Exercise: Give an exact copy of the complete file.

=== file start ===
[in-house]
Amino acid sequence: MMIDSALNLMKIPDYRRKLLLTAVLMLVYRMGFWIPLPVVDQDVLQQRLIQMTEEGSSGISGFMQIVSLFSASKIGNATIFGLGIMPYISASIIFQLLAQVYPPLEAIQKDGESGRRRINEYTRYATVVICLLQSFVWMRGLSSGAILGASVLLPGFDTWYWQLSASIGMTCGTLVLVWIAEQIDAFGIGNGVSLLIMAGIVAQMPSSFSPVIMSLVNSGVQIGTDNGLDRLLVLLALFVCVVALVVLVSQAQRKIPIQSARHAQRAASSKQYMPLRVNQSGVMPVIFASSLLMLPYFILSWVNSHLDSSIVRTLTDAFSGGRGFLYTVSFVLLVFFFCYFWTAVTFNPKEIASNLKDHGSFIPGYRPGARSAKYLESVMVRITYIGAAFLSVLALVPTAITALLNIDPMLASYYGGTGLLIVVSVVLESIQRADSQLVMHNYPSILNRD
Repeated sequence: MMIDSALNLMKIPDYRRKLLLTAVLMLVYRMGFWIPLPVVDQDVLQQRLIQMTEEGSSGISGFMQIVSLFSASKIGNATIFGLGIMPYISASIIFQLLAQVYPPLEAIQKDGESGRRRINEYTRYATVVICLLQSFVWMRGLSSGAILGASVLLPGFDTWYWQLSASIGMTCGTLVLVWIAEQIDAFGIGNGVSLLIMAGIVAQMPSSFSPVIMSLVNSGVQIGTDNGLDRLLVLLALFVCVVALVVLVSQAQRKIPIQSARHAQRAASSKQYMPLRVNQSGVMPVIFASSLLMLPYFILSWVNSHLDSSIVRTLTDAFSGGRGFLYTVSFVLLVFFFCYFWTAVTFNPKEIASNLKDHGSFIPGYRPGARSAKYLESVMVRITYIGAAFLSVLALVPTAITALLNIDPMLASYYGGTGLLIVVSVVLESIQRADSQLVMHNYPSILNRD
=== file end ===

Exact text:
[in-house]
Amino acid sequence: MMIDSALNLMKIPDYRRKLLLTAVLMLVYRMGFWIPLPVVDQDVLQQRLIQMTEEGSSGISGFMQIVSLFSASKIGNATIFGLGIMPYISASIIFQLLAQVYPPLEAIQKDGESGRRRINEYTRYATVVICLLQSFVWMRGLSSGAILGASVLLPGFDTWYWQLSASIGMTCGTLVLVWIAEQIDAFGIGNGVSLLIMAGIVAQMPSSFSPVIMSLVNSGVQIGTDNGLDRLLVLLALFVCVVALVVLVSQAQRKIPIQSARHAQRAASSKQYMPLRVNQSGVMPVIFASSLLMLPYFILSWVNSHLDSSIVRTLTDAFSGGRGFLYTVSFVLLVFFFCYFWTAVTFNPKEIASNLKDHGSFIPGYRPGARSAKYLESVMVRITYIGAAFLSVLALVPTAITALLNIDPMLASYYGGTGLLIVVSVVLESIQRADSQLVMHNYPSILNRD
Repeated sequence: MMIDSALNLMKIPDYRRKLLLTAVLMLVYRMGFWIPLPVVDQDVLQQRLIQMTEEGSSGISGFMQIVSLFSASKIGNATIFGLGIMPYISASIIFQLLAQVYPPLEAIQKDGESGRRRINEYTRYATVVICLLQSFVWMRGLSSGAILGASVLLPGFDTWYWQLSASIGMTCGTLVLVWIAEQIDAFGIGNGVSLLIMAGIVAQMPSSFSPVIMSLVNSGVQIGTDNGLDRLLVLLALFVCVVALVVLVSQAQRKIPIQSARHAQRAASSKQYMPLRVNQSGVMPVIFASSLLMLPYFILSWVNSHLDSSIVRTLTDAFSGGRGFLYTVSFVLLVFFFCYFWTAVTFNPKEIASNLKDHGSFIPGYRPGARSAKYLESVMVRITYIGAAFLSVLALVPTAITALLNIDPMLASYYGGTGLLIVVSVVLESIQRADSQLVMHNYPSILNRD